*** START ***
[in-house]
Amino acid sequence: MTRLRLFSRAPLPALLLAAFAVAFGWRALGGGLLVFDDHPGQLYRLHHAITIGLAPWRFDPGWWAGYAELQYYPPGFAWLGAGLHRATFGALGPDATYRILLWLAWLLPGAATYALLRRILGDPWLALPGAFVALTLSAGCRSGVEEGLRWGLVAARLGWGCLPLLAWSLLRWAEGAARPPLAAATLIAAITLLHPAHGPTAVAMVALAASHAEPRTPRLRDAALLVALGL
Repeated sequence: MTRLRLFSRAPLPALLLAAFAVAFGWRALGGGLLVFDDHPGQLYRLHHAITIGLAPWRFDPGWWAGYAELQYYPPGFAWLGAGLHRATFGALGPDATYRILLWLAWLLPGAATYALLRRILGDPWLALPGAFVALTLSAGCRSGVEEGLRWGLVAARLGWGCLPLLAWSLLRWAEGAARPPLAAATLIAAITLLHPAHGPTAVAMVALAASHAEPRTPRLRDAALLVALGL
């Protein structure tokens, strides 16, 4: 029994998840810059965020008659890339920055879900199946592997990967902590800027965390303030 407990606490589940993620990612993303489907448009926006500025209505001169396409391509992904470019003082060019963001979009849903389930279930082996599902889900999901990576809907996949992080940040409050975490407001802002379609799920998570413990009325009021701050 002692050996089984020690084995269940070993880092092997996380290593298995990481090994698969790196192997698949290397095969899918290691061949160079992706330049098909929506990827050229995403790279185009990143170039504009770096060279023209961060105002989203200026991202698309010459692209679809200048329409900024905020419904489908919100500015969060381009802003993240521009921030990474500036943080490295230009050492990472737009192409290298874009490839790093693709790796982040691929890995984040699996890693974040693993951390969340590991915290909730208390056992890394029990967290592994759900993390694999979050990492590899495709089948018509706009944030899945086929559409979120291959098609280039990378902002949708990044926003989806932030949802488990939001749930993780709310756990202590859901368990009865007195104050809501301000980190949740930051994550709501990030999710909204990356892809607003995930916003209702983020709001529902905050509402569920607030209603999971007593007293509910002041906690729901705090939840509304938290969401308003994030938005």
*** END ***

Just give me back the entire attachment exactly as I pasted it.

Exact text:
[in-house]
Amino acid sequence: MTRLRLFSRAPLPALLLAAFAVAFGWRALGGGLLVFDDHPGQLYRLHHAITIGLAPWRFDPGWWAGYAELQYYPPGFAWLGAGLHRATFGALGPDATYRILLWLAWLLPGAATYALLRRILGDPWLALPGAFVALTLSAGCRSGVEEGLRWGLVAARLGWGCLPLLAWSLLRWAEGAARPPLAAATLIAAITLLHPAHGPTAVAMVALAASHAEPRTPRLRDAALLVALGL
Repeated sequence: MTRLRLFSRAPLPALLLAAFAVAFGWRALGGGLLVFDDHPGQLYRLHHAITIGLAPWRFDPGWWAGYAELQYYPPGFAWLGAGLHRATFGALGPDATYRILLWLAWLLPGAATYALLRRILGDPWLALPGAFVALTLSAGCRSGVEEGLRWGLVAARLGWGCLPLLAWSLLRWAEGAARPPLAAATLIAAITLLHPAHGPTAVAMVALAASHAEPRTPRLRDAALLVALGL
């Protein structure tokens, strides 16, 4: 029994998840810059965020008659890339920055879900199946592997990967902590800027965390303030 407990606490589940993620990612993303489907448009926006500025209505001169396409391509992904470019003082060019963001979009849903389930279930082996599902889900999901990576809907996949992080940040409050975490407001802002379609799920998570413990009325009021701050 002692050996089984020690084995269940070993880092092997996380290593298995990481090994698969790196192997698949290397095969899918290691061949160079992706330049098909929506990827050229995403790279185009990143170039504009770096060279023209961060105002989203200026991202698309010459692209679809200048329409900024905020419904489908919100500015969060381009802003993240521009921030990474500036943080490295230009050492990472737009192409290298874009490839790093693709790796982040691929890995984040699996890693974040693993951390969340590991915290909730208390056992890394029990967290592994759900993390694999979050990492590899495709089948018509706009944030899945086929559409979120291959098609280039990378902002949708990044926003989806932030949802488990939001749930993780709310756990202590859901368990009865007195104050809501301000980190949740930051994550709501990030999710909204990356892809607003995930916003209702983020709001529902905050509402569920607030209603999971007593007293509910002041906690729901705090939840509304938290969401308003994030938005």